I really hate to pan this novel as Brian McNeill’s a great musician, but I have to as he’s a lousy fiction writer. I love his music – I have every one of his post-Batties albums, but this is not his forte. The Busker is the first of two novels by McNeill comprising the adventures of Busker and (as he notes on his Web site) “reluctant fighter for justice, Alex Fraser.”
In The Busker Alex, on the run from the law and in pursuit of the answers to a mystery that has its inception in a heinous Spanish Civil War depravity, has escaped from Northern Europe to his native Falkirk in lowland Scotland, where he’s in search of some answers to this mystery. McNeill is at his very best when writing what he knows. For example, just read this extract from this novel:
There’s a smell to a good pub in Scotland, a smell that can overcome all the sourness, the squalor that lives with the drink – thick, yeasty and warm as the beer itself, overlaid with the sharp tang of the last drops of the dram wrung lovingly into the pint.
Between the dark doorway and the partitioned horseshoe of the bar it enveloped me like a fog, and in the distance of four or five paces, I’d stepped back in time to a place where generation upon generation of Scottish manhood had held both its liquor and its tongue. The white-jacketed barman served me a pint and went back to his paper with a civil nod. I looked round the room. No garrulous winos or sullen barmaids here, just hard, steady drinkers. This was the place where John Knox’s conscience drank on his night off. silent as the most Presbyterian of kirks, and ten times more pious.
Don’t pick up this novel expecting to read about the life of a fiddle-playing busker as that’s not what’s here. Think Dick Francis writing about musicians instead of horses, and you’ll get an idea of the quality of the prose here. It’s terribly puzzling that respected papers like Bradford Telegraph And Argus can say that “… the prose is good and the first-person busking scenes give a real insight into the world of the street entertainer.” Debbie Skolnik, in her review of To Answer The Peacock, the sequel to this novel, got it right when she said, “… I’m sorry to say I have a problem with the plot. It seems too fantastic, too contrived to be credible. Yes, I know it’s fiction but it’s not supposed to be fantasy, I don’t think, and it feels more like that to me. McNeill’s got a very creative imagination – I give him that – to be able to dream up this story, which I think would have worked better as a cinematic presentation rather than a book. Alex is a fascinating character, but there’s a lot we don’t know about him; his past is alluded to many times, but never fully explained.” Her assessment of that novel is my assessment of this novel – it never really caught my interest.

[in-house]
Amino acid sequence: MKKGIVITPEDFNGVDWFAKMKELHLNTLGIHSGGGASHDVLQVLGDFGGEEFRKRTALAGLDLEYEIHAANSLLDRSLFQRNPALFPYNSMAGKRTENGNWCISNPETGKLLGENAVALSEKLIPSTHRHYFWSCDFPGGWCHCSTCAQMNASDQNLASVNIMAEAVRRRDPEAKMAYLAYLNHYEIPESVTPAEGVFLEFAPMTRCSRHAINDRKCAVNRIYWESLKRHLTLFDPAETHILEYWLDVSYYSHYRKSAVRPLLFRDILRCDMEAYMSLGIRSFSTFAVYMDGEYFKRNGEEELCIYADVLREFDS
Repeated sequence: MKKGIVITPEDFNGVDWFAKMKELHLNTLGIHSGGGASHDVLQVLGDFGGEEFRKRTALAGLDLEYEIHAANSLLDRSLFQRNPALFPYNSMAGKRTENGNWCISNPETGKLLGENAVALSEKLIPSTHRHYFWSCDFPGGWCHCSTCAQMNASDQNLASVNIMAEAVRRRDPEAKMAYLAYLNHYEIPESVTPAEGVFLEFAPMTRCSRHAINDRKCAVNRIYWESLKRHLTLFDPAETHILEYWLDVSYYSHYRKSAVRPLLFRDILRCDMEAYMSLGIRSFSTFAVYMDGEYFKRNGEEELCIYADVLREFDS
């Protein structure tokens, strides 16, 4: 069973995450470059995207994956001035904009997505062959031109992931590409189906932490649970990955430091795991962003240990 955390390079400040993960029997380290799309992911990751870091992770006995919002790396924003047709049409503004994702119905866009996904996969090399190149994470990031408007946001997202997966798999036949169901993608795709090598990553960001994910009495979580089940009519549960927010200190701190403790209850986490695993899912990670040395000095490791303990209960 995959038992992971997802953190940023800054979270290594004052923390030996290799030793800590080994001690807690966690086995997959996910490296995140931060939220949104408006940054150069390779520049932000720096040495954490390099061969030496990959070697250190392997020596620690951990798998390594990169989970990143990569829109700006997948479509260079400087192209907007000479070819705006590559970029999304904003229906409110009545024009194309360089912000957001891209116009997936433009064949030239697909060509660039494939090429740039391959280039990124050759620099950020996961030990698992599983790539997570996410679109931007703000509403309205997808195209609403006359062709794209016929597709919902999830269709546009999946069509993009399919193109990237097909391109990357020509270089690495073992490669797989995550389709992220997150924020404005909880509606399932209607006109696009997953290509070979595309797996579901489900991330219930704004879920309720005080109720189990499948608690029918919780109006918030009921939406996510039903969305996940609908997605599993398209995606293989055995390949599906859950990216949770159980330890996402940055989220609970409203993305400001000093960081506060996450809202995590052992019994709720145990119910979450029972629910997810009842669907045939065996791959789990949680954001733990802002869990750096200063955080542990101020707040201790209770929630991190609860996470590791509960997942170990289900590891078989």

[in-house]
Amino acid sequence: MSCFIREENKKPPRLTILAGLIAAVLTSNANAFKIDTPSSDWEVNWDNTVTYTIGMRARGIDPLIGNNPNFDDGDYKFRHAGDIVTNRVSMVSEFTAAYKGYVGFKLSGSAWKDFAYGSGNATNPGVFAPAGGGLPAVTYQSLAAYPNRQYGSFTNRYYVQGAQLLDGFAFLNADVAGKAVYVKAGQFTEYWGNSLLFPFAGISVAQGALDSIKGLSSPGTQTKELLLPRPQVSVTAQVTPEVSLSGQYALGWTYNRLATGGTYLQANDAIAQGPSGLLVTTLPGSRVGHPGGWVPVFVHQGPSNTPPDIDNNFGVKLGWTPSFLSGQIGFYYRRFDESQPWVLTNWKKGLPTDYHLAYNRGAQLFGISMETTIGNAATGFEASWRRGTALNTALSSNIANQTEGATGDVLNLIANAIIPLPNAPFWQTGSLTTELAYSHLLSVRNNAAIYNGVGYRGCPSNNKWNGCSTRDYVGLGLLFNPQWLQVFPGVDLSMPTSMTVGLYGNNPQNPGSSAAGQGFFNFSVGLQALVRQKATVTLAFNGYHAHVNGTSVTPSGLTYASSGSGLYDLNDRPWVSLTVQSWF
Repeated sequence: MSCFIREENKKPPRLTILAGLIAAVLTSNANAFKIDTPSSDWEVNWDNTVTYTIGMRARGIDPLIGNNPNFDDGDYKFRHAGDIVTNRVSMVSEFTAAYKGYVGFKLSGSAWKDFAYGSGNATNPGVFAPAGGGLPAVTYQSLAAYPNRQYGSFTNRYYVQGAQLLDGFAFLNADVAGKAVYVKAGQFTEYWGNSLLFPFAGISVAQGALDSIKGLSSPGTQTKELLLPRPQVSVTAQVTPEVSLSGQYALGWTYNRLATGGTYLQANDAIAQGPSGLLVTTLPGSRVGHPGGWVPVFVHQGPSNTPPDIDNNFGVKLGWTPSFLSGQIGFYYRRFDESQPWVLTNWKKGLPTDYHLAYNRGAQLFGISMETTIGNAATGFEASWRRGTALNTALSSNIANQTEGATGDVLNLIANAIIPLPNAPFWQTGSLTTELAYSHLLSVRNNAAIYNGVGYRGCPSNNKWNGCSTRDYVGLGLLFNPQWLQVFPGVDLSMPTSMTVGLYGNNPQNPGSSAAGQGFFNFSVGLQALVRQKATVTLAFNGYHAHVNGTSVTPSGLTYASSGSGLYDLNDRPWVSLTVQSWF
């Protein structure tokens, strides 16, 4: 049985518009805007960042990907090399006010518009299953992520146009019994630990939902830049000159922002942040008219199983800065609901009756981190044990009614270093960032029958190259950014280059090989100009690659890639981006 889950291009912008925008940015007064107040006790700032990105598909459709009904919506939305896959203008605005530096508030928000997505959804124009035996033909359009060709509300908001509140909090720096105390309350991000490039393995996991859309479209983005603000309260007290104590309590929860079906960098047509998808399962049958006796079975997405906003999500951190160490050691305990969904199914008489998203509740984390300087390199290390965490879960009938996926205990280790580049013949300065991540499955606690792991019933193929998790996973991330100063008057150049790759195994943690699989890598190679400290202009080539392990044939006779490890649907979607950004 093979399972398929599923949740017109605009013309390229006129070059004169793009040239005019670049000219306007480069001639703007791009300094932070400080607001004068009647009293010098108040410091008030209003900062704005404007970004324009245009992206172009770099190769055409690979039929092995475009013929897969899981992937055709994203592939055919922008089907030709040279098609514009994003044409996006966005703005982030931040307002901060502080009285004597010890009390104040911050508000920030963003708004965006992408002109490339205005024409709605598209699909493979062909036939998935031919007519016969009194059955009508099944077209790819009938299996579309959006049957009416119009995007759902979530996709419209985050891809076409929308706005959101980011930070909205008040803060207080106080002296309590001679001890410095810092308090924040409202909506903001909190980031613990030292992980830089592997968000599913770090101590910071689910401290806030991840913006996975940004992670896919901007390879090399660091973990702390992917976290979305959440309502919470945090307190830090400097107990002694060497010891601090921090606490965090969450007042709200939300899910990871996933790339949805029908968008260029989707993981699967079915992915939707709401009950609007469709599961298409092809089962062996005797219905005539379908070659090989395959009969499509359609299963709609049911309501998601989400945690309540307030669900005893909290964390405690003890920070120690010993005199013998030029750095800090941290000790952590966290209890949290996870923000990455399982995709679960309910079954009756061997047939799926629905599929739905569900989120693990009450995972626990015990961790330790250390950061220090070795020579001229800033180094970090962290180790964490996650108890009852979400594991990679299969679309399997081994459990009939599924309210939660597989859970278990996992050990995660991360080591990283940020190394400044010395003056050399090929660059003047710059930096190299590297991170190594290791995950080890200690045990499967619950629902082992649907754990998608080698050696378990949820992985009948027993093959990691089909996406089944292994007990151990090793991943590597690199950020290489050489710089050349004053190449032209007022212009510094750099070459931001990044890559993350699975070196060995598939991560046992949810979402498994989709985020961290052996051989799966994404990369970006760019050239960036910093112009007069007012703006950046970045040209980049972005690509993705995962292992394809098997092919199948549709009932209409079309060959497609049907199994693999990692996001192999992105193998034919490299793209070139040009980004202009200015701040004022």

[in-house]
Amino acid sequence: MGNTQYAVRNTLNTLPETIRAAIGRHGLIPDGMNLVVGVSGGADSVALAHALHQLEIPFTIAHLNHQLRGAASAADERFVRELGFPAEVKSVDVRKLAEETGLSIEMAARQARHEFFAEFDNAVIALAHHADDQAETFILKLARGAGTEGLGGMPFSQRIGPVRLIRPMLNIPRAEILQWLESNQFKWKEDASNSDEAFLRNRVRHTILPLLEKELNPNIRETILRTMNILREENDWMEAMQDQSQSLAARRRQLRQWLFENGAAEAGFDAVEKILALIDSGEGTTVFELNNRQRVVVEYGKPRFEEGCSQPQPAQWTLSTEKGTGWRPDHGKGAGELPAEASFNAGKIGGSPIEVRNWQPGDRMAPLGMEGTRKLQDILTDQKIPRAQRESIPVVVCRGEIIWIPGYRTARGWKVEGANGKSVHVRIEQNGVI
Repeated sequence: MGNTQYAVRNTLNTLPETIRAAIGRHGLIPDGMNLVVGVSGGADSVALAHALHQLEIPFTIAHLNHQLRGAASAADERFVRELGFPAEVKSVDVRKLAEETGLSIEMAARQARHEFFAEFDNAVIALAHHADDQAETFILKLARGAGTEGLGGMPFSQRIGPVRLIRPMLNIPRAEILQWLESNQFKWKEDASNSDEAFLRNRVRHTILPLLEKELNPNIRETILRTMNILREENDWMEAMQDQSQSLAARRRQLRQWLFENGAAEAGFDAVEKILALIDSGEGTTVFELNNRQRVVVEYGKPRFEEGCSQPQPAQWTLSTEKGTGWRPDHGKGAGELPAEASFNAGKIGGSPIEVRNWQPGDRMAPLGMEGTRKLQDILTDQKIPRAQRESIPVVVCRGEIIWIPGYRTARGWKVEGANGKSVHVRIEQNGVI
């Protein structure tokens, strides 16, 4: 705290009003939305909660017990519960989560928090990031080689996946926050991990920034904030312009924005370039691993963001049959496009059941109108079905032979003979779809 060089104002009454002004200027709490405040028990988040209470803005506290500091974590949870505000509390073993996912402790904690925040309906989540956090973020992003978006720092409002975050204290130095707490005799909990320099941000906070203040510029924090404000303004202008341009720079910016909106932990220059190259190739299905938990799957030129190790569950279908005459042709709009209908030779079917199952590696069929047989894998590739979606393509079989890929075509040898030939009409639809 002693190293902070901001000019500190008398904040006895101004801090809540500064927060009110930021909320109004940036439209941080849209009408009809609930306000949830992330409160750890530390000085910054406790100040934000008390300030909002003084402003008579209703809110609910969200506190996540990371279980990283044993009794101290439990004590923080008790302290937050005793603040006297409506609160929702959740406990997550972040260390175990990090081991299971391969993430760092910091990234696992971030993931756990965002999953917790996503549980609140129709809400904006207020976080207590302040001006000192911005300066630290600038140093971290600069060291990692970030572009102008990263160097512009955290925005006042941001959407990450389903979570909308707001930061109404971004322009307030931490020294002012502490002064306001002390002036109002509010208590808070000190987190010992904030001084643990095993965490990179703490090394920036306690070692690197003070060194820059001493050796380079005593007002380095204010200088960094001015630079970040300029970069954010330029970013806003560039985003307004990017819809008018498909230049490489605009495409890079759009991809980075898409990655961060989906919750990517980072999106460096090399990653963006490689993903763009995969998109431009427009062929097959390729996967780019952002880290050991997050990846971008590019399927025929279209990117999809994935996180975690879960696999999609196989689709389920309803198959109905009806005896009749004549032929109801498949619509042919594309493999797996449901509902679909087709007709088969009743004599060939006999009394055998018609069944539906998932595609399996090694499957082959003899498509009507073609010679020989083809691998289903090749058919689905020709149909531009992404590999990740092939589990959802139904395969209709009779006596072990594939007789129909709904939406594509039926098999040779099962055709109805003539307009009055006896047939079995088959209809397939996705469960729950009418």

You have villains with guns, lost children, kittens, and sexy women. You get descriptions of places both lovely and truly awful sounding. Alex gets in, out, and back into danger much, much more often than he busks. Did I mention there’s a chase? A very long chase? All the way from a castle in Germany to the very remote – look them up – Frisian Islands? Hell, there’s even a background for Alex that’s straight out of The Fugitive, the American television series from the ’60s.
All in all, this was not one of my better reads of recent times. Weirdly enough, I read To Answer the Peacock first and, despite an equally unbelievable plot, it was better written than this. Perhaps the final, yet to be published novel in this trilogy will tie everything together. If they wrapped The Fugitive series with a modicum of logic, McNeill can wrap his series in a tidy fashion too!
The bottom line is that I believe The Busker is a poorly written novel, but The Busker And The Devil’s Only Daughter CD that is the companion to this novel is a brilliant piece of music that one should hear if one loves Scottish folk music. Let’s just hope his novel writing doesn’t get in the way of his music creation as that would be a pity!
(McDonald and Company, 1989)